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Taliban Claims to Partner with Foreign Firms on Medical Cannabis Production

It sounds terrible, but it has the same elements as a soap opera. Namely, that the Taliban, an extremist group, which takes rather radical stands against things like women’s rights and cannabis reform, would enter an international cannabis deal. Further, it was announced online Twitter.

This is what happened last week, and on a larger global scale. They say that truth is stranger than fiction—and in truth it is very hard to believe that someone did not make this up.

Below are some of the most recent developments.

Twitter Announces Taliban Deal

The Taliban Press Director announced the move in a way that may make the largest cannabis companies around the globe jealous, in particular because of all the media attention it generated. Qari Saeed Khosty claimed that a contract had been signed between the government and a cannabis firm called Cpharm to set up a $450 million cannabis processing centre in Afghanistan, and further that the facility would be “up and running within days.” The news ran globally, picked up by outlets including the Times of London.

This also coincided with a report on Afghanistan’s Pajhwok Afghan News Service that representatives of the company met with counter-narcotic officials at the Ministry of the Interior to discuss the production of medicines and creams. 

Cpharm Australia, the first company named in the press as being involved in the deal, subsequently rebuked the claim—via Reuters. According to reports, the company is not a producer but a cannabis consultancy business. Therefore it would be ineligible to increase the mentioned amount.

Confusion Upon Confusion—And the German Twist

Even though it was obvious that the story was a hoax, another report emerged in the German Language Zine. Taz.deOnly this time the Taliban claimed to have been working with Cpharm, a German pharmaceutical company. The deal was also said to have been signed on the very day that Traffic Light Coalition had agreed for recreational cannabis legalization. According to Taz.deKhosty, the Taliban spokesperson said that the agreement allows for the German company building a factory for Afghan medical marijuana processing. In return for this, the German company will have a monopoly over the nation’s cannabis industry.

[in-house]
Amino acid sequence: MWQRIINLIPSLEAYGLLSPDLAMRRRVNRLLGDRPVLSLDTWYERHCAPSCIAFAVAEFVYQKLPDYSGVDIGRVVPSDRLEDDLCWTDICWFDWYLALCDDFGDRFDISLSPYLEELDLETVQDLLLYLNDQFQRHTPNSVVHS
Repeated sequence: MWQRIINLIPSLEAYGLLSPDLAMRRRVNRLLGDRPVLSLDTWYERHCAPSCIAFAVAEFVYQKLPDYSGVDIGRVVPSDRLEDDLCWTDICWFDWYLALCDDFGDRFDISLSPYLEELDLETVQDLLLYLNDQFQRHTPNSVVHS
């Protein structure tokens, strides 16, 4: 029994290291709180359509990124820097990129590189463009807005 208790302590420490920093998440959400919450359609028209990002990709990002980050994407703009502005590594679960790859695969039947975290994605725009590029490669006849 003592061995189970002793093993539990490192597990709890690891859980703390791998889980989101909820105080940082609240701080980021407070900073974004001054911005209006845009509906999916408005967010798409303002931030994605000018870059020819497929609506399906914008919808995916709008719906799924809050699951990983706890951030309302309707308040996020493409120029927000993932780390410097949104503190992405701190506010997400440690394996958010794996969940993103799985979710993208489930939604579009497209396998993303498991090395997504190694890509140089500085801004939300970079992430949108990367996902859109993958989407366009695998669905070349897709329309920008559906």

Online company reports indicate that the Cpharm GmbH was founded in 2005 and liquidated in 2009. It was then deleted from the company register in 2015. You can find out more at Cpharm.orgBonn-based company, which claims on its website it has created global cannabis projects in Afghanistan. However, Chronic NewsBONGLOBAL Deutschland is a company that has been associated with this scam. We were told the fake story by BONGLOBAL, which is headquartered in Berlin. Werner Zimmerman, who was the CEO, could not be reached for comment as he was on a trip outside the country.

The Many Strange Twists and Turns…

Whatever the name of the company mentioned in Taliban communications, no matter what the stage of the project may be (if indeed it exists), there is one thing that is certain: the Taliban has been quite famously contradictory when it came to cannabis and opium. At the beginning of 2020 the Taliban banned cannabis cultivation in areas they controlled. The Taliban had taken control of all areas in Afghanistan by August and pledged to clamp down on the production of cannabis across the country. A few months later in October Yussef wafa, the governor of Kandahar said that he was having trouble with both drug users. He also prohibited farmers from cultivating opium or cannabis.

Farmers on the ground, however, have reported no real change in the group’s approach to cannabis (or them) in the last months since taking over the country in a military coup. In fact, they report a record crop this year.

This would actually be in line with the Taliban history in relation to cannabis and even poppy. Since the U.S.-funded insurgent in the 1980s against Soviet occupation, both crops have been major sources of income for the group.

The identity of the company that is working on this project, if it’s actually underway, is a mystery. 

It doesn’t matter what corporate entity is involved, they will not be able to transfer any profits from Afghanistan. This includes obtaining exemptions at the U.S. Treasury Department.

The plot gets more complicated.